TORONTO,
04
March
2015
|
20:43
America/New_York

The Changing Work Landscape

“Flexibility is becoming a key demand, especially as younger ‘millennial’ workers enter the workforce,” said Wayne Berger, VP Regus Canada. “We’re moving towards a results-based work culture, which has less interest in how and where work is accomplished so long as it is being completed. The flexible nature of this new working style requires an equally flexible take on location with third-party, professional locations providing a cost-effective solution to changing needs.”
Wayne Berger, VP, Regus Canada

Fewer workers are doing the 9-to-5 grind

The working landscape is changing globally. According to a recent report by Regus surveying 22,000 business people across more than 100 countries, including 715 Canadians, there are fewer full-time Canadian workers doing the 9-to-5 grind.

Over the past five years, Canadians have seen a rise in the remote worker (76%), self-employed (70%) and freelancers (54%). The report investigated further into the possible causes of the growing rate of freelancers and 65% highlighted a growing trend for more outsourcing which may be seen as driving an increase in freelance and contract work.

The nature of these people’s work style is changing worldwide and often people are no longer bound to a single main office from 9-to-5. 54% of Canadian respondents say working regular hours are not suited to getting work done and only 37% believe it’s the most productive time to get work done.

So, when is the most productive time to work according to the report?

  • 51% say early morning
  • 37% during regular 9-5
  • 10% late evening
  • 2% at night

To determine what makes the 9-to-5 unproductive, Regus investigated interruptions throughout the workday. The biggest complaint – lengthy meetings, followed by getting stuck in traffic jams while commuting to the office.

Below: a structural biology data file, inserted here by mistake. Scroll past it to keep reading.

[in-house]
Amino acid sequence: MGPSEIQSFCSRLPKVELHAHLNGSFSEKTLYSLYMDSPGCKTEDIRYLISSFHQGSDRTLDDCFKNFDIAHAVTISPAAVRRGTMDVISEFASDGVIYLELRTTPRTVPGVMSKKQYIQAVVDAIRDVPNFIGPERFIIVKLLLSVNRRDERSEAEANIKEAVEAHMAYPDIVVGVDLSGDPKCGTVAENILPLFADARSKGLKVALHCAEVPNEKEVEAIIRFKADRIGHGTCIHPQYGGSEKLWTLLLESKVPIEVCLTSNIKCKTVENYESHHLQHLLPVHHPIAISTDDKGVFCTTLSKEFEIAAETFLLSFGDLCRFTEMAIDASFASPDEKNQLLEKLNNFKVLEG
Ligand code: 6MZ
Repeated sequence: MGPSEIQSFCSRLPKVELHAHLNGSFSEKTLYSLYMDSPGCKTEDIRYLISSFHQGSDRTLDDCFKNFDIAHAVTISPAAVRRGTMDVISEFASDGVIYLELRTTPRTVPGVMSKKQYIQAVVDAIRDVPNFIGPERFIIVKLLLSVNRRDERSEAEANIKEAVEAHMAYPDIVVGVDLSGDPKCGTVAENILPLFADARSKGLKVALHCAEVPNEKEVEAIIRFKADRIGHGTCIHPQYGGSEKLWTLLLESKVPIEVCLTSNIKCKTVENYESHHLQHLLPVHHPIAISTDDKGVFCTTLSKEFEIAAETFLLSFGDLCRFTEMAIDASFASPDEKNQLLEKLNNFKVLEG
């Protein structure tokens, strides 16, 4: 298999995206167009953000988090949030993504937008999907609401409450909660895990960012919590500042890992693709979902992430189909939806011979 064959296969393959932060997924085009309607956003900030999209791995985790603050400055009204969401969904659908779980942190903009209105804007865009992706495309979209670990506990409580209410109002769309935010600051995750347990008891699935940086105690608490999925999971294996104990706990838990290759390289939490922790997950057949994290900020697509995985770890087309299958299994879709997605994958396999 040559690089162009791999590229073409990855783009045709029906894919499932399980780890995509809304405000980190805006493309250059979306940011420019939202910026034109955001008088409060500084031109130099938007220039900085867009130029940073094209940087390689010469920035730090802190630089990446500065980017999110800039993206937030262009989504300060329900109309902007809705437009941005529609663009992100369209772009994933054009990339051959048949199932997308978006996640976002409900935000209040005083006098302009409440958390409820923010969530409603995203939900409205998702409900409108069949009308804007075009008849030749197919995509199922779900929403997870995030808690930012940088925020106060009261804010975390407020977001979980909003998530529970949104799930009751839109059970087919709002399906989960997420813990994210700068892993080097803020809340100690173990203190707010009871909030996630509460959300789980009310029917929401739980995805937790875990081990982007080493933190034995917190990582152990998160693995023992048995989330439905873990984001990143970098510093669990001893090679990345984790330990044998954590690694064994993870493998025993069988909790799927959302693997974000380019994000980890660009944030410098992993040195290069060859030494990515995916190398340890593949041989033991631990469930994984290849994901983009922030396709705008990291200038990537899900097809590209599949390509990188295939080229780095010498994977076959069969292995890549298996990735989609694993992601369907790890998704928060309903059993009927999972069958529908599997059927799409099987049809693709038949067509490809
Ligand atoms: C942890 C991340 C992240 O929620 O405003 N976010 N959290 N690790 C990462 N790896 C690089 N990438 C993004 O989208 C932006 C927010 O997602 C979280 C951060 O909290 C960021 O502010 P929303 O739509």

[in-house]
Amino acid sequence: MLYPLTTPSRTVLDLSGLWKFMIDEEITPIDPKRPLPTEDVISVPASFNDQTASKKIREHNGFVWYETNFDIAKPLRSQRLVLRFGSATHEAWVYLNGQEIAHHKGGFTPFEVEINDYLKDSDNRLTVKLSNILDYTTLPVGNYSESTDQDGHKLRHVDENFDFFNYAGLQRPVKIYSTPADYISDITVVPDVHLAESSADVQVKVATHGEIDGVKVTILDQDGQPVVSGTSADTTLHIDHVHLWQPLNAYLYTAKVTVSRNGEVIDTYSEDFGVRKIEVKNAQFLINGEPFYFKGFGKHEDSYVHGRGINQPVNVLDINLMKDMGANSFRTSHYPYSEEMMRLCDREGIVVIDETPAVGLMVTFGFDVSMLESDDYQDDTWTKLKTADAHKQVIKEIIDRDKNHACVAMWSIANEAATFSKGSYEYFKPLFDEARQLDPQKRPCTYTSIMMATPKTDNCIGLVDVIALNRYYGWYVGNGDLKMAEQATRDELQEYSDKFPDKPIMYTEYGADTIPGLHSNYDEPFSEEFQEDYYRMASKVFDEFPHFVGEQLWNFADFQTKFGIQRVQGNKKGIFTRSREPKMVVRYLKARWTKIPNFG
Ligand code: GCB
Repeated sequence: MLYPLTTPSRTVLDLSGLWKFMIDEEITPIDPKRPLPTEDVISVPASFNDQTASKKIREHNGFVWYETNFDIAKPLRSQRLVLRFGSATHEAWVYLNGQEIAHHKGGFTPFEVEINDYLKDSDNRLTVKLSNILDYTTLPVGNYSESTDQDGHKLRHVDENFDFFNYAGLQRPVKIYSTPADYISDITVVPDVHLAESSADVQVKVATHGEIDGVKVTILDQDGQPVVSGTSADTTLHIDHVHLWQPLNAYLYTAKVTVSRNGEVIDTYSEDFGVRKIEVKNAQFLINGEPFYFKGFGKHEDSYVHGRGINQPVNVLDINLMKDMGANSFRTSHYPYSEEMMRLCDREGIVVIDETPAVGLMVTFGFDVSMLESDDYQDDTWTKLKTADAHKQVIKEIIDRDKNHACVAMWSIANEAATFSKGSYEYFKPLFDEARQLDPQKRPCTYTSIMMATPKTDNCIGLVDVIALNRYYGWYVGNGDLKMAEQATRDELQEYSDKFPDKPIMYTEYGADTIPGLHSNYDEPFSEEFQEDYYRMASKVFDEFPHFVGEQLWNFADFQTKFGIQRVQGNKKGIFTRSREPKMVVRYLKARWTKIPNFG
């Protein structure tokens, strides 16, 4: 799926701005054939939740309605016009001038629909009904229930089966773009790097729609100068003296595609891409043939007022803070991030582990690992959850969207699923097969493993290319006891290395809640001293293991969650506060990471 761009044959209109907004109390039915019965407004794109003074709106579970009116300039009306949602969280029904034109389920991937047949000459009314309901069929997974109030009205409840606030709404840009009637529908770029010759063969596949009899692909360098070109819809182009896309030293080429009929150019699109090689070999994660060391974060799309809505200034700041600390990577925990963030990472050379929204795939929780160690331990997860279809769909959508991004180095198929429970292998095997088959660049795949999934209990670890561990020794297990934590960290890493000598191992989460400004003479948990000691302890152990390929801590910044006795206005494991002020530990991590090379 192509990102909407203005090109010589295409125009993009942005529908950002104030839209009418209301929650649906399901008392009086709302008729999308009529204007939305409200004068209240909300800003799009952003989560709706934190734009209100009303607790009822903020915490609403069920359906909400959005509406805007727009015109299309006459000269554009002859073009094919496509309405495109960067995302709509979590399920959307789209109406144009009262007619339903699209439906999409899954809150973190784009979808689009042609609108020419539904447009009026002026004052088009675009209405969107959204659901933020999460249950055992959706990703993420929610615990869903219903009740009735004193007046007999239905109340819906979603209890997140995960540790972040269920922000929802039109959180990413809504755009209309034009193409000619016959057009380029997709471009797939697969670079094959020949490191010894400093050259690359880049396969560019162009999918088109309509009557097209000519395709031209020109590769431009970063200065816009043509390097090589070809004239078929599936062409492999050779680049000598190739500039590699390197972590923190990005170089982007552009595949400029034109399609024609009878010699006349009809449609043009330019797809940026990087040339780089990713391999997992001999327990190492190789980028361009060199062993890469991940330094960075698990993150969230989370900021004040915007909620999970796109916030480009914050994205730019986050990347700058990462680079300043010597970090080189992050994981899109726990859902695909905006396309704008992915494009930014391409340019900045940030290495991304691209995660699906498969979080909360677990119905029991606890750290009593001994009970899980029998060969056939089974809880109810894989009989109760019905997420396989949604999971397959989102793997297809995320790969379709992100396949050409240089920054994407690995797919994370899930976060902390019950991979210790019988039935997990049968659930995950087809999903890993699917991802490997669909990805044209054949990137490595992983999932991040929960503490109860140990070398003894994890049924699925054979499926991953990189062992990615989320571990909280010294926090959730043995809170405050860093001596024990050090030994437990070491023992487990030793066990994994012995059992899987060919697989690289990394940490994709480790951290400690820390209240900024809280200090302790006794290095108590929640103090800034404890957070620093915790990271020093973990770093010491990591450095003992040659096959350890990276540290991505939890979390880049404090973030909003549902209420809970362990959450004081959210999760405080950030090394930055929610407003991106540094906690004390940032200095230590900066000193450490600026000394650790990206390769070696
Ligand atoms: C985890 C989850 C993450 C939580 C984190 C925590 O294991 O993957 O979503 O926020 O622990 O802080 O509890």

• Lengthy meetings (56%)
  • Traffic Jams (49%)
  • IT Glitches (35%)
  • Conference Calls (24%)

“Flexibility is becoming a key demand, especially as younger ‘millennial’ workers enter the workforce,” said Wayne Berger, VP Regus Canada. “We’re moving towards a results-based work culture, which has less interest in how and where work is accomplished so long as it is being completed. The flexible nature of this new working style requires an equally flexible take on location with third-party, professional locations providing a cost-effective solution to changing needs.”

The high proportion of today’s global business people reporting the pattern is a clear indication that work habits are shifting, with both employers and employees seeking more flexible ways of operating.

Boilerplate

About:

Regus is the global workplace provider.

Its network of more than 2,000 business centres in 104 countries provides convenient, high-quality, fully serviced spaces for people to work, whether for a few minutes or a few years. Companies like Google, Toshiba and GlaxoSmithKline choose Regus so that they can work flexibly and make their businesses more successful.

The key to flexible working is convenience and so Regus is opening wherever its 1.5million members want support - city centres, suburban districts, shopping centres and retail outlets, railway stations, motorway service stations and even community centres.

Founded in Brussels, Belgium, in 1989, Regus is based in Luxembourg and listed on the London Stock Exchange. For more information, please visit: www.regus.com